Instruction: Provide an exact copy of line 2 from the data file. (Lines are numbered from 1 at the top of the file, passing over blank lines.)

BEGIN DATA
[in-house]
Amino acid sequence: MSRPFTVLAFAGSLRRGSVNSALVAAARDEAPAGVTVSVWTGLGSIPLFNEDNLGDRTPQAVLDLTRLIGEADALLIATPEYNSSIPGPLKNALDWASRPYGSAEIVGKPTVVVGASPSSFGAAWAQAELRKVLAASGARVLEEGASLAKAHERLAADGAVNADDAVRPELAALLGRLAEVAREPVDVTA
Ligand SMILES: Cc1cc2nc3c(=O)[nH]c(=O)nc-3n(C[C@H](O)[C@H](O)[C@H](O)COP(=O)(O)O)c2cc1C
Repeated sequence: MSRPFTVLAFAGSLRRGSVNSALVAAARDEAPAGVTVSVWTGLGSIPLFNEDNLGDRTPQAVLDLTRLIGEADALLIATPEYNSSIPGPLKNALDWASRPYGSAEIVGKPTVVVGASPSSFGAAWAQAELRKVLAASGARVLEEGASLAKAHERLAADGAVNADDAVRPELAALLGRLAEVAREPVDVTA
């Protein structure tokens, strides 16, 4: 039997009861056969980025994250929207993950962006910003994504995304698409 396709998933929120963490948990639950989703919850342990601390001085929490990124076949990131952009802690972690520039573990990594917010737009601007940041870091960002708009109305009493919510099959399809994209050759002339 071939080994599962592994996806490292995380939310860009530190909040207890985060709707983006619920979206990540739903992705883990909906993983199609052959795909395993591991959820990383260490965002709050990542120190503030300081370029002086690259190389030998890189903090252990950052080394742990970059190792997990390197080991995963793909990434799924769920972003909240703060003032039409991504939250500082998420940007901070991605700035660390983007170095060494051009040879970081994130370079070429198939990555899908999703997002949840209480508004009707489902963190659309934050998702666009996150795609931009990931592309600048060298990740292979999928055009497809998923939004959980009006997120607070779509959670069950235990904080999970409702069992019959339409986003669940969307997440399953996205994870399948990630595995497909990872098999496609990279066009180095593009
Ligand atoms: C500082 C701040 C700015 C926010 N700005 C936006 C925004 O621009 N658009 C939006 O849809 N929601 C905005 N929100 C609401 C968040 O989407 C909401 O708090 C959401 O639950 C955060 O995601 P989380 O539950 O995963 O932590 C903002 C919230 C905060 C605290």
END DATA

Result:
Amino acid sequence: MSRPFTVLAFAGSLRRGSVNSALVAAARDEAPAGVTVSVWTGLGSIPLFNEDNLGDRTPQAVLDLTRLIGEADALLIATPEYNSSIPGPLKNALDWASRPYGSAEIVGKPTVVVGASPSSFGAAWAQAELRKVLAASGARVLEEGASLAKAHERLAADGAVNADDAVRPELAALLGRLAEVAREPVDVTA